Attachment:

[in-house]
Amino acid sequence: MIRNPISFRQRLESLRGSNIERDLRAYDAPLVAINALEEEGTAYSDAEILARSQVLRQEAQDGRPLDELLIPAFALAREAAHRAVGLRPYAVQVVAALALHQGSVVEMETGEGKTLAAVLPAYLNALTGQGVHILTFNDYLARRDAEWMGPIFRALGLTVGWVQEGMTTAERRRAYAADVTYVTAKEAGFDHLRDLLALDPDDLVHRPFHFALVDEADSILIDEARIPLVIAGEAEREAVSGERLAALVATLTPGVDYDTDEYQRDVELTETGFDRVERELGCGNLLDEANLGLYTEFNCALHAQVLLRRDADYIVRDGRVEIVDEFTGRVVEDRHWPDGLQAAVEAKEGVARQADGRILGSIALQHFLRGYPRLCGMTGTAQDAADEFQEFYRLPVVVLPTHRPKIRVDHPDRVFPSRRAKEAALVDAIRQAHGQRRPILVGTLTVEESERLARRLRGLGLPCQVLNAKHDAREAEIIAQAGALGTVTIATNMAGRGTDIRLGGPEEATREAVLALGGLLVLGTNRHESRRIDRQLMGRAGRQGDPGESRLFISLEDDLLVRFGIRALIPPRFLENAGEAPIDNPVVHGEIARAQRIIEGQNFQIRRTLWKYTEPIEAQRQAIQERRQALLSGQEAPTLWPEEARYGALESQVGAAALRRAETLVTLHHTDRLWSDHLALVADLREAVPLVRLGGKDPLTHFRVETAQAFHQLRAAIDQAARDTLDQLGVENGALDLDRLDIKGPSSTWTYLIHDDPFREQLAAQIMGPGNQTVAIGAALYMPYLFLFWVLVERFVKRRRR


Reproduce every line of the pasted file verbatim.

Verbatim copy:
[in-house]
Amino acid sequence: MIRNPISFRQRLESLRGSNIERDLRAYDAPLVAINALEEEGTAYSDAEILARSQVLRQEAQDGRPLDELLIPAFALAREAAHRAVGLRPYAVQVVAALALHQGSVVEMETGEGKTLAAVLPAYLNALTGQGVHILTFNDYLARRDAEWMGPIFRALGLTVGWVQEGMTTAERRRAYAADVTYVTAKEAGFDHLRDLLALDPDDLVHRPFHFALVDEADSILIDEARIPLVIAGEAEREAVSGERLAALVATLTPGVDYDTDEYQRDVELTETGFDRVERELGCGNLLDEANLGLYTEFNCALHAQVLLRRDADYIVRDGRVEIVDEFTGRVVEDRHWPDGLQAAVEAKEGVARQADGRILGSIALQHFLRGYPRLCGMTGTAQDAADEFQEFYRLPVVVLPTHRPKIRVDHPDRVFPSRRAKEAALVDAIRQAHGQRRPILVGTLTVEESERLARRLRGLGLPCQVLNAKHDAREAEIIAQAGALGTVTIATNMAGRGTDIRLGGPEEATREAVLALGGLLVLGTNRHESRRIDRQLMGRAGRQGDPGESRLFISLEDDLLVRFGIRALIPPRFLENAGEAPIDNPVVHGEIARAQRIIEGQNFQIRRTLWKYTEPIEAQRQAIQERRQALLSGQEAPTLWPEEARYGALESQVGAAALRRAETLVTLHHTDRLWSDHLALVADLREAVPLVRLGGKDPLTHFRVETAQAFHQLRAAIDQAARDTLDQLGVENGALDLDRLDIKGPSSTWTYLIHDDPFREQLAAQIMGPGNQTVAIGAALYMPYLFLFWVLVERFVKRRRR